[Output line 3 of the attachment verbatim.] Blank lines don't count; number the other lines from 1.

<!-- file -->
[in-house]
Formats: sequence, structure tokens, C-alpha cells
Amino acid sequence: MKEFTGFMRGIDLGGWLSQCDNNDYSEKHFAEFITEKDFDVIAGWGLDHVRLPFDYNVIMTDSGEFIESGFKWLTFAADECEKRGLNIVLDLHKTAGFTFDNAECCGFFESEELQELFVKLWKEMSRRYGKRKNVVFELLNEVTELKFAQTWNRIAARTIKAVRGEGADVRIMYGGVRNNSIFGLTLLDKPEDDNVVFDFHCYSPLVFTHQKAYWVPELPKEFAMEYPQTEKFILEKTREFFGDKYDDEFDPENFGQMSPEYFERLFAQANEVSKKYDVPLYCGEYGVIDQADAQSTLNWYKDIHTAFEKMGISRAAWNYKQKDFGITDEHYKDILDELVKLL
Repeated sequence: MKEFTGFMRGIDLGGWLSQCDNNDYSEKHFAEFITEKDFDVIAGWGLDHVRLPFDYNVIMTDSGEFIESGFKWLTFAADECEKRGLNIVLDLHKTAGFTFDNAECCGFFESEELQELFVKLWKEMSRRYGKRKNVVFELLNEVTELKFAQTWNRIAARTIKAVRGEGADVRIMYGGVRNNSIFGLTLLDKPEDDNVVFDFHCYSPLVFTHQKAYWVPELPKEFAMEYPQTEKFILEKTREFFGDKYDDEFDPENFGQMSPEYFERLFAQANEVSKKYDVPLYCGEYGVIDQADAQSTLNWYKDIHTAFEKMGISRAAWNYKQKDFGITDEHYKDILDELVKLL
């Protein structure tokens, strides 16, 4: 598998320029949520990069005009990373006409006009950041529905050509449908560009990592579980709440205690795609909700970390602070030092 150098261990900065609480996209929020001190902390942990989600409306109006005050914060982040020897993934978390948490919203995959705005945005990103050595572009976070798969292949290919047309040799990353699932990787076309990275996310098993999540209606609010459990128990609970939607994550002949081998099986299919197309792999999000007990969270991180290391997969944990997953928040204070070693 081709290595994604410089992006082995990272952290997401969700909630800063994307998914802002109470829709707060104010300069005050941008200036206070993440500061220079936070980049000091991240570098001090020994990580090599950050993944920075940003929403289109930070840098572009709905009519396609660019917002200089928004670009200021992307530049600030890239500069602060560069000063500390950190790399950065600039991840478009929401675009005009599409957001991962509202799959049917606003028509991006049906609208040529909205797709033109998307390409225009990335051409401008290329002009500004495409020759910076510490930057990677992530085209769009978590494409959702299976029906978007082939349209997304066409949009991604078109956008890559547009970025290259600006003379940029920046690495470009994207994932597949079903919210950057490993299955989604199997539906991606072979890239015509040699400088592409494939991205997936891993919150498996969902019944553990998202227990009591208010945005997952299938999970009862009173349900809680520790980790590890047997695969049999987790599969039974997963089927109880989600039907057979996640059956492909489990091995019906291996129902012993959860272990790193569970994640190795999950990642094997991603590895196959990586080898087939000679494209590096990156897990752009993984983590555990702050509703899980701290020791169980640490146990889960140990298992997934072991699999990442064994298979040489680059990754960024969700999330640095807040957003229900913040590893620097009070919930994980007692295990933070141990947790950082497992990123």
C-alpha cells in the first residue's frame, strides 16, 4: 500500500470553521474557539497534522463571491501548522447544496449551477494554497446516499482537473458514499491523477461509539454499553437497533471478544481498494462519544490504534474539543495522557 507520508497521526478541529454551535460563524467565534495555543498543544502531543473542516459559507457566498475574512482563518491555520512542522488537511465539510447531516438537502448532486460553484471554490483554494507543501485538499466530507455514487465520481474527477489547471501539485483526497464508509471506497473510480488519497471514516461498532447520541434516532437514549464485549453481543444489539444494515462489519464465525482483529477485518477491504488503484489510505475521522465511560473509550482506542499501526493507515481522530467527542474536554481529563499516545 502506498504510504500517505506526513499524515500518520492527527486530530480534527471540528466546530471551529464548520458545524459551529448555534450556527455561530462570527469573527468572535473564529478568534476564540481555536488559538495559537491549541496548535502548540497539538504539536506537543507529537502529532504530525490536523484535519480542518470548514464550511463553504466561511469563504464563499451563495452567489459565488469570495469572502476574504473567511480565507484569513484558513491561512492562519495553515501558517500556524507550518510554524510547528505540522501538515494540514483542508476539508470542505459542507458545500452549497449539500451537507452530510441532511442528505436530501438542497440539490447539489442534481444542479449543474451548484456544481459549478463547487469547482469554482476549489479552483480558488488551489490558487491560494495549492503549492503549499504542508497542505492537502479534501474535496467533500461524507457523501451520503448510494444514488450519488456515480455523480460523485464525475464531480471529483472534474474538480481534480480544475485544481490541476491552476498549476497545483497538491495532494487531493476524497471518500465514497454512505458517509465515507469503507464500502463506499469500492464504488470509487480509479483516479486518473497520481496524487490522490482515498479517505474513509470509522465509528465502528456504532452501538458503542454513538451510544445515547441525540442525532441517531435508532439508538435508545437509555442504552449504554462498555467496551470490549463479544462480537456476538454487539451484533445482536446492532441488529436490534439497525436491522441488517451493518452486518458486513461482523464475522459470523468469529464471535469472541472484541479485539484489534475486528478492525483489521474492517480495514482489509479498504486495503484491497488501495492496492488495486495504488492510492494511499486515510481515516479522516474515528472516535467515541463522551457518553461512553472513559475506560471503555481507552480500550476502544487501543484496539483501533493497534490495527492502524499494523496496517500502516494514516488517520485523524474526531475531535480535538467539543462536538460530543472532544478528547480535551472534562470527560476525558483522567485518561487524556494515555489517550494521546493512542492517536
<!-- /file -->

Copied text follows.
Amino acid sequence: MKEFTGFMRGIDLGGWLSQCDNNDYSEKHFAEFITEKDFDVIAGWGLDHVRLPFDYNVIMTDSGEFIESGFKWLTFAADECEKRGLNIVLDLHKTAGFTFDNAECCGFFESEELQELFVKLWKEMSRRYGKRKNVVFELLNEVTELKFAQTWNRIAARTIKAVRGEGADVRIMYGGVRNNSIFGLTLLDKPEDDNVVFDFHCYSPLVFTHQKAYWVPELPKEFAMEYPQTEKFILEKTREFFGDKYDDEFDPENFGQMSPEYFERLFAQANEVSKKYDVPLYCGEYGVIDQADAQSTLNWYKDIHTAFEKMGISRAAWNYKQKDFGITDEHYKDILDELVKLL